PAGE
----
Nicholas Stefanelli is the chef and owner of Masseria in Washington, DC. Stefanelli grew up in suburban Maryland with a strong influence coming from his close relationship to his Greek and Italian grandparents whose culinary heritage was a fact of life. Visiting Puglia, the source of his Italian roots, Stefanelli became enchanted by the masseria, centuries-old agricultural estates whose residents worked the land, created their own food, and hosted visitors, neighbors, and friends with great warmth. Striking out on his own and building his culinary career in the Nation’s capital, Stefanelli was determined to recreate that sensibility in his first establishment. The result is Masseria.
Since his very first job gutting salmon at a fish cannery, Alaska native David Kurka has been more or less immersed in the food service industry. He gained his wine expertise working with top professionals in the area, including John Wabeck at Inox; Jaime Lang at Brasserie Beck; Matt Carroll at Brabo; Andy Myers and Jarad Slipp at Cityzen; and Kathy Morgan at Range.
A native of Hull, Quebec, Julien-Pierre Bourgon resorted to creating his own cocktails when he realized that the local bars were not producing drinks like Mama used to make. He got his professional start learning from Stefan Trummer, a veteran of the cocktail revival movement, and went on to America Eats Tavern, José Andrés’ project in partnership with the U.S. National Archives, where he was immersed in classic American cocktails.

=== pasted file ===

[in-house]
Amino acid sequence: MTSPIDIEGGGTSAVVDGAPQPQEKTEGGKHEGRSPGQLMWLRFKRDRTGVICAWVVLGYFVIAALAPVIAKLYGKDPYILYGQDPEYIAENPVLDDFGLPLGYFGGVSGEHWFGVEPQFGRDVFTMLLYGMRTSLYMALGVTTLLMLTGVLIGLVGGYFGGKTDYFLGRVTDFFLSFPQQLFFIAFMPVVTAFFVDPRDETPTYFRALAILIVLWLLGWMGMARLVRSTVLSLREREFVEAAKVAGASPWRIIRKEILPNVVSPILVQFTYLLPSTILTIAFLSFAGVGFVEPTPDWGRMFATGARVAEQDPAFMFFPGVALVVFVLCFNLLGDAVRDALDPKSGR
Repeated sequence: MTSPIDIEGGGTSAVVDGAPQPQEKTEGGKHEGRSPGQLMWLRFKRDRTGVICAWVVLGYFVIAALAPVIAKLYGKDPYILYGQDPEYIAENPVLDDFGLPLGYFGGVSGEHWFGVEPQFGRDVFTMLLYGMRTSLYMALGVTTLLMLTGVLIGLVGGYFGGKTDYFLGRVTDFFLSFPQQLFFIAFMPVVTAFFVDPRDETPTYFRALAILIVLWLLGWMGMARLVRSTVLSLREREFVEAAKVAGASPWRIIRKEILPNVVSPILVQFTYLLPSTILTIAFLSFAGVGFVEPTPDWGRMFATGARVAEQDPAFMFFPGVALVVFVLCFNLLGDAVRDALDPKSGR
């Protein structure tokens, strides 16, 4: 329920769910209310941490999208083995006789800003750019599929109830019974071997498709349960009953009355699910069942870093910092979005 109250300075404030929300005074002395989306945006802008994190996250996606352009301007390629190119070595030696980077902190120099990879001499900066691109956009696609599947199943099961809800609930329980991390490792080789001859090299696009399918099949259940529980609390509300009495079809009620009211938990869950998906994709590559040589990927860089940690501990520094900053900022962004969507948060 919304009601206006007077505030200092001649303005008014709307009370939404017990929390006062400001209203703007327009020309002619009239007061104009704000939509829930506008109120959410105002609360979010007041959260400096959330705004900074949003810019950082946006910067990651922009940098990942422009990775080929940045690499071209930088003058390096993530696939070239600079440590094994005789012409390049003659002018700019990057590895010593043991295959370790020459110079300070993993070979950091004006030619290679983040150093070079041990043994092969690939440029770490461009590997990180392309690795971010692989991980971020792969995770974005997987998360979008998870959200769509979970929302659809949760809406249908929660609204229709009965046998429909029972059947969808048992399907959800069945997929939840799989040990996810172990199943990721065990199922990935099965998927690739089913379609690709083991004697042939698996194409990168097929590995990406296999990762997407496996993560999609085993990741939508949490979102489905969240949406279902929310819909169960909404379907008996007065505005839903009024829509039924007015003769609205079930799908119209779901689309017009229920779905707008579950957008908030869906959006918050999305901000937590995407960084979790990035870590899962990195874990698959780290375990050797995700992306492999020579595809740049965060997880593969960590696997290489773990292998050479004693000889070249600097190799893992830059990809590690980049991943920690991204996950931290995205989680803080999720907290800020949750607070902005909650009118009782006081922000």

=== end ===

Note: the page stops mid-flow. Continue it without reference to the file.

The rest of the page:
Sous chef Sean Tener has had the advantage and the pleasure of spending most of his career in the kitchen alongside Nick Stefanelli. Their friendship and familiarity has been a boon to Masseria from the beginning, creating a welcoming atmosphere and ensuring that the kitchen runs like a well-oiled machine: one that’s amped up on creativity, adrenaline, and a shared love of the Italian classics and modern, inventive culinary riffs.
Turner Jenkins is, by his own definition, the ‘baby’ in the Masseria kitchen. A 2010 graduate of L’Académie de Cuisine in Gaithersburg, Maryland, he stayed on at Bibiana working with Nick Stefanelli after a six-month internship, and has been learning from him ever since. Jenkins hails from a Seattle-based family of world-travelers, and brings a global perspective to his cooking. The traditions and details of Italian cuisine appeal to him deeply; he especially enjoys making pastas, and seafood butchery and production. The intimate scale is what excites him about Masseria, and the level of refinement that scale allows on each plate.
When Ben Plyraharn was a child, his mother, a cook in a Thai restaurant in suburban Maryland, would bring him to work, where he’d watch all the activity from his seat atop a milk crate. That was likely the last time this energetic young chef sat still in a professional kitchen. After earning his Associate’s degree in Culinary Arts that the Art Institute of Washington, Plyraharn quickly joining the team at Bibiana Osteria-Enoteca alongside Stefanelli. Now, as a sous chef under chef Stefanelli, Plyraharn is proud to be part of the team that earned one of the first Michelin stars in the nation’s capital.
Pastry chef Jemil Gadea is a native of Grand Rapids, Michigan and a graduate of that city’s Secchia Institute for Culinary Education. He has worked at Wolfgang Puck’s establishment in Downtown Disney and, in Las Vegas, at Spago, at Jean-Louis Palladin’s Napa, and at Picasso at the Bellagio. For over three years prior to the opening of Masseria, his desserts complemented Nick Stefanelli’s Italian cuisine at Bibiana.